“My father had raced in the period of Stan Jones, the 1950s, so I was always interested in doing some racing myself. In 1972 I was transferred to Melbourne, with the family business, Lordco Australia P L – makers of equipment for the oil and gas pipeline industry. I joined the Light Car Club, which my father had been a founding member of.”

Despite the promise of that initial course at Warwick Farm, it would seem that John did not race the Mini before moving to Melbourne. The Mini’s logbook was issued on 18 May 1972, using the company’s address in Abbotsford, with the first event being Lakeland hillclimb on 17 June.

Work commitments prevented John from entering a lot of events, so he concentrated on the Manufacturers’ Championship – racing at Sandown, Winton and Calder Park.

1973 was much the same, with only five events entered for the year. However, he also ventured interstate with the Mini, racing at Adelaide International Raceway in August.

This year also brought his first race at the Australian Mecca of racing, Mt Panorama at Bathurst, NSW – but not in the Mini, as he explains. “I had entered the Cooper S in Bathurst, but Honda bought my entry. They had been late in getting their entry in, apparently, so they bought my entry and I raced for them in a Honda Civic with Peter Janson. We did alright, finishing fourth in class (and 22nd out of 30 finishes - Ed).”

The 1970s was still a time when privateers could compete on equal terms with the big teams, and even part-timers like John could be competitive, particularly in the smaller car classes, where costs were a lot lower.

John only raced the Mini four times in 1974, but these were at Sandown in July, AIR in August, Sandown again for the 250-mile race in September (2nd in class and 17th outright), and Bathurst in October for the Big One.

“I don’t think I had any first places, but I was always at the sharp end of the class”, John reveals. “One time I was leading my class at Adelaide International Raceway (1974) for most of the race, but then the tyres wore out, so that was that.”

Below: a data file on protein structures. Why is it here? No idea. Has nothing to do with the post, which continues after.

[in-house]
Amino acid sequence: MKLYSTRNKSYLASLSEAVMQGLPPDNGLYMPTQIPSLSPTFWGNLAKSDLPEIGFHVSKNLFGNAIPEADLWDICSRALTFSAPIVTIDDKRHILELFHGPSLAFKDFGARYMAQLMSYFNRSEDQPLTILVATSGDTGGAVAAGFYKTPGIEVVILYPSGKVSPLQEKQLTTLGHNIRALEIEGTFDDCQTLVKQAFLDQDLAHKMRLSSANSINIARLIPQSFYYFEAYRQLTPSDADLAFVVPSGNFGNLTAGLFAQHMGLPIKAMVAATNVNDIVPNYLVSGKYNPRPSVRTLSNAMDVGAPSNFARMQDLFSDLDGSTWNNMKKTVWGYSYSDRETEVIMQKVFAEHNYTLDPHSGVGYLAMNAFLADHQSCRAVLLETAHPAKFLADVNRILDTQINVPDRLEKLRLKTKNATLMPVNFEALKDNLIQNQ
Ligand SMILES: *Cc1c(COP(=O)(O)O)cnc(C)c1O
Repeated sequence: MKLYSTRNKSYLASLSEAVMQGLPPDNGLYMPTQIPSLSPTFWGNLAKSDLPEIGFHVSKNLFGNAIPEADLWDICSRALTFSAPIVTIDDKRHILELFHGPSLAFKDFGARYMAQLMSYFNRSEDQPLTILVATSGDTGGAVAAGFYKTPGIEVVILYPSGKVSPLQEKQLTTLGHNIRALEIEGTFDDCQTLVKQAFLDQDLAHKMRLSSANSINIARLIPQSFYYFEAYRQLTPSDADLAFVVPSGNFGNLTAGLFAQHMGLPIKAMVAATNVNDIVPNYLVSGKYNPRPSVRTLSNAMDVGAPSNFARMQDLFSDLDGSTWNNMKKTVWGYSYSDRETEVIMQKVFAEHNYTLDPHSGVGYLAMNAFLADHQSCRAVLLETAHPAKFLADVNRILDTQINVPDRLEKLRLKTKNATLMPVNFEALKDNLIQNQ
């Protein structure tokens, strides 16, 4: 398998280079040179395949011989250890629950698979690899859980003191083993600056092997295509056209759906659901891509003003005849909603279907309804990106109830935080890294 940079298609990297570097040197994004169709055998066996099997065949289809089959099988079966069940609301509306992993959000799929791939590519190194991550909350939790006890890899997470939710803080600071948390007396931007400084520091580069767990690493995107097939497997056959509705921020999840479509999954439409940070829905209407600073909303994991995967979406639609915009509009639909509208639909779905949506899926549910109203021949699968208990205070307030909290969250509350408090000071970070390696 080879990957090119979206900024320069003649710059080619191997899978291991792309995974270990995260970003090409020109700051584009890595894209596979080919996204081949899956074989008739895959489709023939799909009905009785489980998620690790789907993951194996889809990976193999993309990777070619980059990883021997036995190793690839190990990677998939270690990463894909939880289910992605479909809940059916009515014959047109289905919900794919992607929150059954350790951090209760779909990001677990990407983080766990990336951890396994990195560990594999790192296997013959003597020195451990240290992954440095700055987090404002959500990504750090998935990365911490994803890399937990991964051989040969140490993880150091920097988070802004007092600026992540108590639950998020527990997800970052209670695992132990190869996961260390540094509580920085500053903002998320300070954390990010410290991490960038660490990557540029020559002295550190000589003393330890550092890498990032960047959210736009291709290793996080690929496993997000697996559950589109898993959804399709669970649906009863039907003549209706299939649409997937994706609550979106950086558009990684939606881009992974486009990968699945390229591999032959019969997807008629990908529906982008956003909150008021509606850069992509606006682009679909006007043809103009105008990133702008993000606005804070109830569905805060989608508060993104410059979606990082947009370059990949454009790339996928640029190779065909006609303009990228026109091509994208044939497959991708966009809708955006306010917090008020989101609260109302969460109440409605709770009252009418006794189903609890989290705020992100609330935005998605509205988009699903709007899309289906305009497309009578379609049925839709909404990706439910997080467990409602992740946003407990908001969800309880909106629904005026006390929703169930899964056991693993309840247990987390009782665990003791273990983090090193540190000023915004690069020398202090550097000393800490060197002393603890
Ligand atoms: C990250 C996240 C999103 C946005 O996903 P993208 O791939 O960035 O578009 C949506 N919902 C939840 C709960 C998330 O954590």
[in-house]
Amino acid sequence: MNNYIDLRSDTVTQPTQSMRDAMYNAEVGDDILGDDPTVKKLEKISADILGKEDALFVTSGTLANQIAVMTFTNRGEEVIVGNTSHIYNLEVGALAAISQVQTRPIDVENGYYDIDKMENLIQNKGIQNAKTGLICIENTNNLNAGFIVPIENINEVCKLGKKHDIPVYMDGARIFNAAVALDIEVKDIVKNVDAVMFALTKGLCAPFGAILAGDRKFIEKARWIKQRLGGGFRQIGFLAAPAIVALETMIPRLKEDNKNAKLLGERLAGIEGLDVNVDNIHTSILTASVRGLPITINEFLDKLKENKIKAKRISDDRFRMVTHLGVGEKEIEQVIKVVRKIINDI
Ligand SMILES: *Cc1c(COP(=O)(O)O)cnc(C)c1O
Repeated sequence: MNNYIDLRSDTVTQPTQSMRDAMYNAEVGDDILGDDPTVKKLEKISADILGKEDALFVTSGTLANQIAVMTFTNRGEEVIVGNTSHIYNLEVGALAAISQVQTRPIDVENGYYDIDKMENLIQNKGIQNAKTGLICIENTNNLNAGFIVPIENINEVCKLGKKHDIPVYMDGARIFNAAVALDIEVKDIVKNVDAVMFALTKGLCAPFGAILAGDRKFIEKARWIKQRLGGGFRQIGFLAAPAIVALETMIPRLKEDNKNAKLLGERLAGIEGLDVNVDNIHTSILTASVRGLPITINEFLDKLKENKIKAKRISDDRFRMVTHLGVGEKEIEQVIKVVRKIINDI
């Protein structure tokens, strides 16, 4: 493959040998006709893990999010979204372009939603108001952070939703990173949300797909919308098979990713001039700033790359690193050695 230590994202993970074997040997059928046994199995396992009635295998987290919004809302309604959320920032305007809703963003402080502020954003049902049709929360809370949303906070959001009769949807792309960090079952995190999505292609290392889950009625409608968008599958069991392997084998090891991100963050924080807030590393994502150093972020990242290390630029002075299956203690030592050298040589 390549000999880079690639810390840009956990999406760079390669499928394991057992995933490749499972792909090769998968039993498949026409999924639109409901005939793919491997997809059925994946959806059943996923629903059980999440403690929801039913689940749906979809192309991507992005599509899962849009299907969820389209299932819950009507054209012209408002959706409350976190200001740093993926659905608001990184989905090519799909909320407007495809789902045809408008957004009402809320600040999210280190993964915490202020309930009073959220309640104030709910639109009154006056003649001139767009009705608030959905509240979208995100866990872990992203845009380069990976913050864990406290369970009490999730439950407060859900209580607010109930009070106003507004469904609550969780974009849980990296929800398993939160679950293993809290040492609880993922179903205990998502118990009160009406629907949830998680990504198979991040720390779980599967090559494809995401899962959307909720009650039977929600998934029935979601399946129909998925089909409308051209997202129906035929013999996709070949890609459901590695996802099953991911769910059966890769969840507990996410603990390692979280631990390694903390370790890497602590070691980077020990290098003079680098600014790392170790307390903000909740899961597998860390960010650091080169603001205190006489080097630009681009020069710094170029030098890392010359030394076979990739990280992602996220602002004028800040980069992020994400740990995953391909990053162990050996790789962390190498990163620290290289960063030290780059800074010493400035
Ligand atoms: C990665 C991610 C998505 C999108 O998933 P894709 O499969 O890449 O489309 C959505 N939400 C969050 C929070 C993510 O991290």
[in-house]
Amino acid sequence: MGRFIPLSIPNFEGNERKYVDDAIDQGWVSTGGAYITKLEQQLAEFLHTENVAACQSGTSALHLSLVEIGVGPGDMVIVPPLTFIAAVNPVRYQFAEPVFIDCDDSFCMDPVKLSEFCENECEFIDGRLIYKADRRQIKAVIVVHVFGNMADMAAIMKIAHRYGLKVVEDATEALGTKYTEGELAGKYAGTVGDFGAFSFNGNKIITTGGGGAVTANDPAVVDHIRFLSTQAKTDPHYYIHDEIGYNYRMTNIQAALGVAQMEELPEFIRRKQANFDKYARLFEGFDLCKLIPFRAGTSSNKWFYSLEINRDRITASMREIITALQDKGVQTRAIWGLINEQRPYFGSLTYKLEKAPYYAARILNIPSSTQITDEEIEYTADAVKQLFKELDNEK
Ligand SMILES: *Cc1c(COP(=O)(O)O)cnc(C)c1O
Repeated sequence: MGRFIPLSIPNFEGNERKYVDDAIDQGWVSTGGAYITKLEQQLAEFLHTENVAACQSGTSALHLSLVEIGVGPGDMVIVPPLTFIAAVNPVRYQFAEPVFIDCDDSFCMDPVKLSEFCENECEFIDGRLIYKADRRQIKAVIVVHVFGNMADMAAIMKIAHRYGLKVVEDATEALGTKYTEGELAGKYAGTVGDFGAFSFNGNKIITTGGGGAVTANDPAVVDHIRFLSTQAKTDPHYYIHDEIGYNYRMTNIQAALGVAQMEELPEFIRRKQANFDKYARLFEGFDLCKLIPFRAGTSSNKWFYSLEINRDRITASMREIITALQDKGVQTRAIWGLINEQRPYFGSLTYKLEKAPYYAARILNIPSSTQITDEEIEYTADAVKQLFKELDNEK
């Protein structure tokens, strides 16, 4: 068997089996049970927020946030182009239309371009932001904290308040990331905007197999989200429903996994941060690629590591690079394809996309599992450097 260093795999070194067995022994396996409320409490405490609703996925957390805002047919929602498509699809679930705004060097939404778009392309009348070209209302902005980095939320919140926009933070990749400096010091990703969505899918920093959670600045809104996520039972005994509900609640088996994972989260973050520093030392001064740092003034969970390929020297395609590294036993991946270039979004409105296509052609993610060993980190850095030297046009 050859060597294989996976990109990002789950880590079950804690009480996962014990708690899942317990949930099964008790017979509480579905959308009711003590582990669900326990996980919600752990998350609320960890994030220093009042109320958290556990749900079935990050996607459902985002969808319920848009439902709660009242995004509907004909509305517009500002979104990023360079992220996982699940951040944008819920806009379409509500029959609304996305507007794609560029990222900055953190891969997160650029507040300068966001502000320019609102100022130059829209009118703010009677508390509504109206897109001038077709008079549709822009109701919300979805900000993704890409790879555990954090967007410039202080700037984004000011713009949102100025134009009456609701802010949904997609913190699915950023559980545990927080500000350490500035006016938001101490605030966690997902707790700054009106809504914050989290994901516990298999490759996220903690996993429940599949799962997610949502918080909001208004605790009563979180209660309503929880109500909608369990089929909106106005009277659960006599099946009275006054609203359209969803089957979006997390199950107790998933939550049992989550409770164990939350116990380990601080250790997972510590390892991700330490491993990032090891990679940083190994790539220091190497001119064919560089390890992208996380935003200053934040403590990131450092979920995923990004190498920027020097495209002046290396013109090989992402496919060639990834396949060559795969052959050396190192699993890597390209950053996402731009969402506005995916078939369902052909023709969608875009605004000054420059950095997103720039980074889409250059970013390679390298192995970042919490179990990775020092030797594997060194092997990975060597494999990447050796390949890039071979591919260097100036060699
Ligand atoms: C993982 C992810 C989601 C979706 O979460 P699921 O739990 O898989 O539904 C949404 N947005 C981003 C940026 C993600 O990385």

Bathurst that year was another potential class victory that got away. “I had Ray Molloy driving with me. He was a well-known Mini racer at the time, mainly in Sports Sedans, and a good pedaller. We were leading our class by three laps, when I had a brain fade. It was a wet weekend, and there was a bit of a ridge at the top of McPhillamy Park that channelled the water. I slowed down to what I estimated was about three-quarters race speed, but got it all wrong and crashed. The irony was I had already decided to come in for wet weather tyres on that lap.”

Thankfully, the Mini was not badly damaged - basically only one front corner, with the panel pushed back onto the wheel. So, it was repaired and repainted, with the yellow mid-section, then the engine was rebuilt by Graham Ritter Automotive. Additional engine work was done by Peter Manton’s engineer Neville Watts - resulting in 105hp

It was eleven months before John raced the Mini again, once more at the Sandown 250, finishing fourth in class and 21st outright. After that race, he was awarded the LCCA’s award for Most Improved Driver of the Year.

If you would like to read the rest of this story, order your copy of Issue 22 of The Mini Experience. <plumshop>37</plumshop> <plumshop>38</plumshop>